Play-Based Learning




  • are more likely to grow to be well-adjusted, healthy adults
  • become adept at emotional self-regulation (the ability to produce socially appropriate emotional responses in less-than-ideal situations)
  • master impulse control (the ability to regulate or prevent a socially inappropriate urge or action) and avoid negative behaviors
  • learn to build relationships, resolve conflict, and successfully navigate peer interactions
  • exhibit increased feelings of achievement and optimism as they make their own choices
  • demonstrate improved wellbeing, as play is a known stress-release
  • more effectively develop the basics of literacy, math, and scientific concepts
  • learn to explore, identify, negotiate, take risks, and create meaning
  • are more likely to have well-developed memory skills and language development
  • benefit from equal or better results in academic skills than those denied play
  • experience enhanced school adjustment and academic learning


  • learning happens through fun, engaging experiences connected to children’s lives
  • indoor and outdoor areas facilitate play and learning
  • varied play spaces and materials are offered: art, dramatic play, sensory, construction
  • children choose materials, play independently, and transform play spaces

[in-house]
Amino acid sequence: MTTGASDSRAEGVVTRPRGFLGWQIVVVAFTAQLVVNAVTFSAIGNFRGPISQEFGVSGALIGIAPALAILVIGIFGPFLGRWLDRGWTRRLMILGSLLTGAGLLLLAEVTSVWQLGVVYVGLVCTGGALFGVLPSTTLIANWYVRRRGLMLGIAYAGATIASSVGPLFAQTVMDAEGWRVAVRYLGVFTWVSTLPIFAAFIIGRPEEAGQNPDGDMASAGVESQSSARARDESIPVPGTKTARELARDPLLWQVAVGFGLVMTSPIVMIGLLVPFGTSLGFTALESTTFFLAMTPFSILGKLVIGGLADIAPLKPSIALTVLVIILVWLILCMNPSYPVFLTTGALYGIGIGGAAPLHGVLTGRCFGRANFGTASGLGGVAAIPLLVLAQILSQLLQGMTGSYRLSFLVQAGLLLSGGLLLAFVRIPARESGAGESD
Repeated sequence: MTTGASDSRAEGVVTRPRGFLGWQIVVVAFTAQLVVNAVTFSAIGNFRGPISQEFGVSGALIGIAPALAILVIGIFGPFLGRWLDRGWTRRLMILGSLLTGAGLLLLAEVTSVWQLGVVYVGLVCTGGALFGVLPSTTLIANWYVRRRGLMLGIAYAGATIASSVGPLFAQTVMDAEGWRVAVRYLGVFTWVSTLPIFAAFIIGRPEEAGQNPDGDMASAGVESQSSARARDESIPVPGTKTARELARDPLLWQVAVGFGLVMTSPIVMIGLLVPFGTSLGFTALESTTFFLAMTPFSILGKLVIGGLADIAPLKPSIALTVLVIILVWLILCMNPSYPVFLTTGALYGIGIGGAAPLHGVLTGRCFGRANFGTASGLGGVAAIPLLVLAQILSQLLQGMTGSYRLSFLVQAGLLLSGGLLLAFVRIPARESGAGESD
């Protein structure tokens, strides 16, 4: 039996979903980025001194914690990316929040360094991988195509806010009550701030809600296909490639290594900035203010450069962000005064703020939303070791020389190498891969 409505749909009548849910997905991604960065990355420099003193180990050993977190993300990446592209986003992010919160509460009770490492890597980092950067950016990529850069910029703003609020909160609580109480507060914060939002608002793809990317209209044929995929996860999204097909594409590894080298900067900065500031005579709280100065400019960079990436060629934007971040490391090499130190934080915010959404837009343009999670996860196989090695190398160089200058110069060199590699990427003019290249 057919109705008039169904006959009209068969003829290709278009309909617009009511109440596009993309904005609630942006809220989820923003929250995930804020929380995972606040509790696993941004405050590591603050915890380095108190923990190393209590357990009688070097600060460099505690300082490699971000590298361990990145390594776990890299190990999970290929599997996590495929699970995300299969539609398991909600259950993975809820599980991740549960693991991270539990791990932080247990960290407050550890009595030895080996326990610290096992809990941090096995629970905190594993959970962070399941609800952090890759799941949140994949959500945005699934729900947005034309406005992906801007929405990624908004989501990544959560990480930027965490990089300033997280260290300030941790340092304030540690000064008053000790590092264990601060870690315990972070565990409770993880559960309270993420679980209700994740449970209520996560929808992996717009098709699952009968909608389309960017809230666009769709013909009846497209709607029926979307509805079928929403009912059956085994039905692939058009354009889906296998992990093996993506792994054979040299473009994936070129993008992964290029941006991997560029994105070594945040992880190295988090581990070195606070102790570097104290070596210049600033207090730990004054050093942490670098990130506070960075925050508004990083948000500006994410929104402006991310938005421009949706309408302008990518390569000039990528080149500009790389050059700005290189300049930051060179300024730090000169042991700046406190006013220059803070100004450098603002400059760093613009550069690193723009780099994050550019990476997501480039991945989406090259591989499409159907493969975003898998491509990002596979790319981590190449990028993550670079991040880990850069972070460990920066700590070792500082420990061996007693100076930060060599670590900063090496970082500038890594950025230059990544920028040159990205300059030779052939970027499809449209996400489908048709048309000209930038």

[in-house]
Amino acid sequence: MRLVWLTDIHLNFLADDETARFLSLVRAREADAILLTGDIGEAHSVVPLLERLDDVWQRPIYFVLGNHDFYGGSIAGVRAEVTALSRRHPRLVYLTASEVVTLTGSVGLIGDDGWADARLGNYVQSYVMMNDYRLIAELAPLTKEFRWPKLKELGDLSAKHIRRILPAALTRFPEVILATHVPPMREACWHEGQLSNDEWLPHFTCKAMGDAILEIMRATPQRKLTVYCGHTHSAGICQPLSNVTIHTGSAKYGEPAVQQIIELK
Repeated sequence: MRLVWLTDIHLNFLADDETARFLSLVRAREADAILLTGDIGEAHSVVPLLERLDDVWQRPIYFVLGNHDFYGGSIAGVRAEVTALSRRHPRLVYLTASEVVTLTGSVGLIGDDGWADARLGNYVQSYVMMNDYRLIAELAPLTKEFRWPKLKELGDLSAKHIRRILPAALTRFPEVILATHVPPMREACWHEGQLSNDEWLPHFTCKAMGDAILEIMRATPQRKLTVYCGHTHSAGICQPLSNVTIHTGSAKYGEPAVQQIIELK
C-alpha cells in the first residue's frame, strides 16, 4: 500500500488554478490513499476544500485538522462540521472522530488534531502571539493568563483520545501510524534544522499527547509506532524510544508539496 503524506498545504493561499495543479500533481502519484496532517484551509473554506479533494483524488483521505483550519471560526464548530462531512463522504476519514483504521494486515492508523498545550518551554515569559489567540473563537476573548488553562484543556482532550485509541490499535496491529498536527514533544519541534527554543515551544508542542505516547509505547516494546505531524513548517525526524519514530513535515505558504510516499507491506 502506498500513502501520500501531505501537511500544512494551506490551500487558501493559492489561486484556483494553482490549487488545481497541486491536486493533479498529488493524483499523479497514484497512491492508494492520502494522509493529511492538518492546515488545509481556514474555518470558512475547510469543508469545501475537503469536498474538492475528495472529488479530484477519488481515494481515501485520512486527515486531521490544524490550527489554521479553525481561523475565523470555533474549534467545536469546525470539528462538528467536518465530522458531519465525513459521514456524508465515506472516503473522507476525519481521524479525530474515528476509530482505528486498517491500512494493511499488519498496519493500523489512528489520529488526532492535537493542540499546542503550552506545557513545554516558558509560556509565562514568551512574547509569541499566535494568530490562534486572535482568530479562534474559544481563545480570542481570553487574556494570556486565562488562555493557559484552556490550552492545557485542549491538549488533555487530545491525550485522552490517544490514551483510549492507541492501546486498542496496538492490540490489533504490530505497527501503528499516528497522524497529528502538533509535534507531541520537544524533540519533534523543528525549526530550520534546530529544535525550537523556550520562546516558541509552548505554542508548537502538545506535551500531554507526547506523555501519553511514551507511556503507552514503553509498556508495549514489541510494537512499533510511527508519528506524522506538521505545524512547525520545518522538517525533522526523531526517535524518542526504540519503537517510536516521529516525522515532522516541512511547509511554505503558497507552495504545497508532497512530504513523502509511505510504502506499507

• children’s uninterrupted play—when they get transfixed by an activity—is protected, laying the groundwork for vital learning skills like concentration and attention span
  • reading, writing, and math are introduced through real, meaningful situations and active learning rather than disconnected, passive, classroom instruction
  • different abilities and learning styles are recognized and catered to
  • children can work alone or with others—teachers are able to discern whether a child needs solo space or togetherness for optimum learning
  • there is a balance of child-led, child initiated, and educator-supported learning
  • children’s ideas and interests are allowed to create new experiences
  • teachers are empowered to recognize spontaneous teachable moments as they occur and adjust the environment and routine—customizing each experience to the needs and interests of each individual group of children